Land of Milk, Honey, and IVF
More than four percent of Israeli births came via test tube
Not that we didn’t already know this, but there’s yet more evidence that Israel is lapping the rest of the world in in vitro fertilizations. A new report from the Health Ministry found that fully 4.1 percent of all births in Israel in 2010 were derived from IVF—quite a leap even from 2.5 percent in 1997 and 3.3 percent in 2005. This figure is also twice as many as second place (Iceland).
In Tablet Magazine, more than a year ago, columnist Michelle Goldberg explored Israel’s enthusiasm and unique state support for fertility technology (among other things, its universal health care covers unlimited IVF for a woman up to two live children); later, scientist Rebecca Steinfeld discussed the historical, philosophical, political, and religious bases for these policies, and reported that even Yigal Amir, Yitzhak Rabin’s assassin, was permitted to father a child—this time without technology, and instead via conjugal visits—despite being in (otherwise) solitary confinement. And Simone Gorrindo noted that this web of commitments makes the abortion question particularly thorny in the Jewish State.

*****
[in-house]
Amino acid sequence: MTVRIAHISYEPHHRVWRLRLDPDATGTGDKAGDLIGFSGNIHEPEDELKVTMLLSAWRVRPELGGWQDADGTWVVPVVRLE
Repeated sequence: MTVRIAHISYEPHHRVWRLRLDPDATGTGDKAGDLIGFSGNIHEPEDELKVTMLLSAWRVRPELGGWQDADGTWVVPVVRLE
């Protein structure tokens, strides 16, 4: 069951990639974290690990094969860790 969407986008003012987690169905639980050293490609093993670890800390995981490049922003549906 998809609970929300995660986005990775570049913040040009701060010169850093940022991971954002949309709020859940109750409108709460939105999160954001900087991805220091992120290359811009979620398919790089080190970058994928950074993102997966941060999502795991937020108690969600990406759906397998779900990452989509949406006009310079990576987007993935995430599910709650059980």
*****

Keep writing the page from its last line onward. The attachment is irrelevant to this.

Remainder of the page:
Number of IVF Births Doubles Within Decade [Ynet]
Related: Where Families Are Prized, Help Is Free [NYT]
Made in Heaven [Tablet Magazine]
Birth Right [Tablet Magazine]
Fruitful [Tablet Magazine]
Reconceived [Tablet Magazine]
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